I’m sorry but Blake, Payton, Carter, Devon, London, Sawyer, and Scout are all very much boys name imo. I would hate to name a girl any of those names! And I am annoyed at the fact they are being used for girls. I know names switch sides and it’s easy to see it’s happened throughout history (Alice, Tracy, and Stacy, for example) but that doesn’t mean I have to like it!
I know it’s been brought up in the forums before but I think when the reason people name their girls with boys names is to “give them an advantage” or “to make them seem more equal with boys” it shows there is still a fundamental problem of a society that undervalues female traits and attributes and femininity. I understand sometimes it’s to honor a relative and that’s fine. But if the reasoning is anything along the lines of trying make you girl seem more “boyish,” I think it’s time you reassess yourself as a woman and realize you are more valuable than you may think.
on March 6th, 2012 at 9:14 am
Can you do one of these for boy names?
on March 6th, 2012 at 9:17 am
I’m surprised that Tessa is more popular than Tess. I teach a class of 5 and 6 year olds that has 2 little Tess’s and a Tessa.
Every other woman in my town having a baby girl seems to be naming her Lily, Madeline or Charlotte.
on March 6th, 2012 at 10:16 am
I love this post! All of my favorites are on the stylish side. It’s only a matter of time before they are popular 🙁
on March 6th, 2012 at 10:52 am
I loved this post!!! It was very illustrative!!! I can’t wait for the boy’s post tomorrow 🙂
I am so happy that Allegra and Flora are stylish names and NOT popular. Now I feel more secure of using this names 🙂
on March 6th, 2012 at 11:44 am
The issue, for me, is that what is stylish today will be popular tomorrow. I named my daughter Amelia before it showed up on any popularity lists. Within just the last 3 or 4 years, the name has shot up in popularity. It is very hard to determine if a name will become overly popular when you are among the name’s trail-blazers. I’m very annoyed at how mainstream and common the name has become and fear the same will happen with my son’s name. Guess I’ll tune in tomorrow to see if I’m disappointed…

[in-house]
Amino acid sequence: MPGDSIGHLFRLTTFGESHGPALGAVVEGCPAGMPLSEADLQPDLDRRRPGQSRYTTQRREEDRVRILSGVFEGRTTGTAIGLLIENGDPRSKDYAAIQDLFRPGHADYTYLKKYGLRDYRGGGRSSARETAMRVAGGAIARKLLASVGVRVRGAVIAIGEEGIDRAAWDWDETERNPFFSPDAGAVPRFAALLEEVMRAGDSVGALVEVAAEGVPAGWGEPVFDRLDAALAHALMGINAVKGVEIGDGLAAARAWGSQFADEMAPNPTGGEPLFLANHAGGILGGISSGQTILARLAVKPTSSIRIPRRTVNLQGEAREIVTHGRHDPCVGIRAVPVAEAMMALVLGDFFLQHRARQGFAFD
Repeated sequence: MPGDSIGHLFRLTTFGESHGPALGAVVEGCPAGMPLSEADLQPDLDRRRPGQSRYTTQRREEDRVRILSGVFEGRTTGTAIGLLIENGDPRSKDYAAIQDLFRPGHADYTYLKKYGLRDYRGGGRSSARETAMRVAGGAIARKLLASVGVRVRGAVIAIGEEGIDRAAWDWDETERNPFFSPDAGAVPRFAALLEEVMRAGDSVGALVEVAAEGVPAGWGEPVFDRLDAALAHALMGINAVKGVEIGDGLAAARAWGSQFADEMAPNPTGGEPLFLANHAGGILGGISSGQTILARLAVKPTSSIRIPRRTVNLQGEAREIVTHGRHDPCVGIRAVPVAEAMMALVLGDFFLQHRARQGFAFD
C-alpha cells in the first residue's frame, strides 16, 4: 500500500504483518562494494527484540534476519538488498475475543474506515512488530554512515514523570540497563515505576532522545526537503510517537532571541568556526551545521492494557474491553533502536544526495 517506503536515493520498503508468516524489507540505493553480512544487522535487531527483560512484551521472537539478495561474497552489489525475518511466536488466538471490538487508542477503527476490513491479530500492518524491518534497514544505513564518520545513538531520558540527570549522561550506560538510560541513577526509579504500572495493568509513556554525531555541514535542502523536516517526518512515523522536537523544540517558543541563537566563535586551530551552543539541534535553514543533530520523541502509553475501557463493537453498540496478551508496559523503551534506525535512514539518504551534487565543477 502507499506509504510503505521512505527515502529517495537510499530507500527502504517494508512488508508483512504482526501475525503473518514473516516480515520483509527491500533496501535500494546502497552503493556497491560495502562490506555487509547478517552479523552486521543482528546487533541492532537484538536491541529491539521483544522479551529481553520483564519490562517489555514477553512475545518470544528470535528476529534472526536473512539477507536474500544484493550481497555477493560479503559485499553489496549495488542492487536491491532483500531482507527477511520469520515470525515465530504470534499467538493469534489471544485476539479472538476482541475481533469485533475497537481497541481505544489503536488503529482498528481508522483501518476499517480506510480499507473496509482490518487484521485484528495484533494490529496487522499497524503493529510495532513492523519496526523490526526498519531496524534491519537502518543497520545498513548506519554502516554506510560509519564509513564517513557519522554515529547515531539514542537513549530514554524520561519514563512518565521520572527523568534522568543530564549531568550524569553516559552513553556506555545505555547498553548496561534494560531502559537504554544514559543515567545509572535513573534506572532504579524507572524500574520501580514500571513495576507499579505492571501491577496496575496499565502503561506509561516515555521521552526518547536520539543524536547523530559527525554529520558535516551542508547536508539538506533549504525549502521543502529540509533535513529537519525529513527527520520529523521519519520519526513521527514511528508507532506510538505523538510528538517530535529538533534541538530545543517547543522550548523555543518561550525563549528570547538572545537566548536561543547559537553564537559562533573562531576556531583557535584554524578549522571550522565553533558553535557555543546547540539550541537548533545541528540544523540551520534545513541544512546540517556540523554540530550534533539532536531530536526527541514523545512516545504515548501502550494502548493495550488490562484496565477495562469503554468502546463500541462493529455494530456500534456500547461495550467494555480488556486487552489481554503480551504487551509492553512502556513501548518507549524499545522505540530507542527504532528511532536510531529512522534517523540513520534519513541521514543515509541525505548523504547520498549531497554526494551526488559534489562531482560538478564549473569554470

on March 6th, 2012 at 1:17 pm
Hmmm. What was the cut off for “popular”? Personally, I would say the top 100 or around 3,000 or more babies is popular. And even that seems like very few babies. For sure, anything below 2000 out of all 4.3 million born in the US does not seem “popular” to me (unless it is moving up pretty quickly). This is especially true when you look at the % of kids named Jennifer,Mary, etc. in earlier decades. The top 100 names are a very small percentage compared to previous decades. So a lot of the names considered popular on this list, do not at all seem popular to me. Just my opinion, of course.
on March 6th, 2012 at 2:29 pm
I’d be curious on your thoughts on the difference between “stylish” and “trendy”.
If a name is perceived as being much more popular than it really is, does that matter? I guess I’m asking if the perception of the popularity of a name is as important as the actual popularity of a name?
You may never actually meet another little girl with the same name as your daughter but do you mind if everyone feels like it’s popular? Or can instantly peg the decade during which she was born?
And I have no answer for these questions myself.
on March 6th, 2012 at 3:11 pm
And for the record, I can’t believe there are so few Susannahs and so many Savannahs!
on March 6th, 2012 at 3:25 pm
These are all good points about stylish vs. trendy, the definition of popularity, and the potential for the names that are stylish today to be popular tomorrow.
On the stylish vs. trendy issue, it’s one that Linda and I have always discussed/struggled with and obviously one with no hard-and-fast answer. There’s a lot of crossover between the two, though to me a classic name like Charlotte can be stylish without being trendy, while a celebrity-pegged one like Miley is trendy but not stylish, and then a name like Seraphina is both.
It’s true that some of the names we call “popular” are not really given to THAT many babies; they’re just popular relative to the similar names that are given to dramatically fewer babies. And so while we’re calling Penelope and Aurora popular, they’re not really popular in the context of Top 10 or even Top 100 names.